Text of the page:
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How Long Does Teething Last?

If you’re a new parent, you may be wondering when your child’s first teeth will come in, or when they’ll finally be done with teething and have all of their baby (primary) teeth. Teething is different for every child, so let’s get into the details in this blog from Gary D. Sabbadini, DDS, APC.

Teething Usually Starts Before Your Child Is A Year Old

Teething can begin as early as three months, but it usually starts when your child is between 4-7 months old. Your child’s front two bottom teeth are typically the first to erupt. These are also known as the lower “central incisors.” These are followed by the upper central incisors. After your child’s front teeth grow in, the rest of their teeth will start to erupt.

This is also when pediatric dentists recommend that your child sees the dentist for the first time. Your child should see a dentist when they get their first tooth or turn one year old, whichever comes first. Routine dental visits with Dr. Sabbadini help ensure that your little one’s baby teeth are healthy and erupting properly, which gives you peace of mind.

Teething Continues Until All The Baby Teeth Grow In, Around 3 Years Old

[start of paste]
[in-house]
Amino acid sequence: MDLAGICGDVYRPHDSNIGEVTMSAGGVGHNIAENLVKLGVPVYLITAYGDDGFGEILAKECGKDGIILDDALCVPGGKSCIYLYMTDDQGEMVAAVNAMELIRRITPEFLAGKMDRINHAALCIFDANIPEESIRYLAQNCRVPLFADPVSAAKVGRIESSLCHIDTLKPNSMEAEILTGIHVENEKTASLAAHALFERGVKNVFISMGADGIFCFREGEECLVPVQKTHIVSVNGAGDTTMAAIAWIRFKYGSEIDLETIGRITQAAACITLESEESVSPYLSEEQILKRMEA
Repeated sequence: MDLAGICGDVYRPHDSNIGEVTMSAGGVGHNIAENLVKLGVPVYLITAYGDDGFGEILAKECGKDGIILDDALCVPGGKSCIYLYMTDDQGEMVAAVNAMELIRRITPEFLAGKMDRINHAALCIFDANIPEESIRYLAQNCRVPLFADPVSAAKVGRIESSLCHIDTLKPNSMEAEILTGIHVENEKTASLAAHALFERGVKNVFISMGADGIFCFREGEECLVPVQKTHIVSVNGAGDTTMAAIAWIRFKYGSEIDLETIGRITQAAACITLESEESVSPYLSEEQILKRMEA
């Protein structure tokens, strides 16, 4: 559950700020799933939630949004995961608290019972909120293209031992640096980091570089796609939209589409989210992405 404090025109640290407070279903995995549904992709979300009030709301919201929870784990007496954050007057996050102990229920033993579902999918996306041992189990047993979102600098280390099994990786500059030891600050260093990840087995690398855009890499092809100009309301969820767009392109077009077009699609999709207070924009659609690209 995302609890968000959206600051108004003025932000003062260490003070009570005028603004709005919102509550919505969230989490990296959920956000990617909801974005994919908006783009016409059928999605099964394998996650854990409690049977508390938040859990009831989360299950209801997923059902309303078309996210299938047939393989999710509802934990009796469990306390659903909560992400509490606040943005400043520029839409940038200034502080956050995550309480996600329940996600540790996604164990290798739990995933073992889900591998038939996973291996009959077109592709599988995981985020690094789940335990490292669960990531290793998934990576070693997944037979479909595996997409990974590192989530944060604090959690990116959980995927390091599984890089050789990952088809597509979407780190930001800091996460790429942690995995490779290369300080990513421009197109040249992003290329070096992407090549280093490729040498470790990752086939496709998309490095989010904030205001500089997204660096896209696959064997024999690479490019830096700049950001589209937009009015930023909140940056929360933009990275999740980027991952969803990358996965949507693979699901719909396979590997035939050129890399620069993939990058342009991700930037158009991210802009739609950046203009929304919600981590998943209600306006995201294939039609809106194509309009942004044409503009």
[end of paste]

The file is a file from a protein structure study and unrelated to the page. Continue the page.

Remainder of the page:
After the front teeth, your child’s other teeth will begin to erupt. Their lateral incisors, which are next to the front teeth, are next. Then, they’ll get their canines and both sets of rear molars. The timing for teething varies depending on the child. However, most kids have a full set of baby teeth once they’re three years old.

Once your child has all their baby teeth, they’ll keep them until they’re about six years old. Then, their baby teeth will start to fall out and be replaced by adult teeth. By the time they’re 12 years old, your child will usually have all of their adult teeth.

Our Top Teething Tips – Keep Your Little One Comfortable During Teething

Teething can be painful for kids. If your little one has a tooth erupting and they’re having trouble dealing with discomfort, here are a few tips from Dr. Sabbadini that may help.

  • Keep it cool – Letting your child gnaw on a cold washcloth or teething ring can help numb the area a bit, and provide relief from the discomfort of teething.
  • Give them yogurt, applesauce, or other cold food – Cold foods help numb the area, and can provide your baby with some relief while they teeth.
  • Chill some solid food – If they’re eating solid food already, eating cold food like bananas, strawberries, cucumbers, or carrots can also help your child with their discomfort.
  • Give them pain medication, if directed by your pediatrician – If your child’s doctor recommends it, you can give them an appropriate dose of medicine like children's Tylenol or Motrin to help with their discomfort.

Got Questions About Teething? Get Answers At Gary D. Sabbadini D.D.S., APC!

Dr. Gary Sabbadini specializes in caring for little smiles. As an expert pediatric dentist in Pinole, CA, he can take great care of your little one’s new teeth, and give you all the answers you need about teething, your child’s diet, their oral health, brushing, and more. So don’t wait. Contact us online or give us a call at 510-724-4400 to schedule a consultation. We’re always accepting new patients, and we look forward to meeting you and your family.

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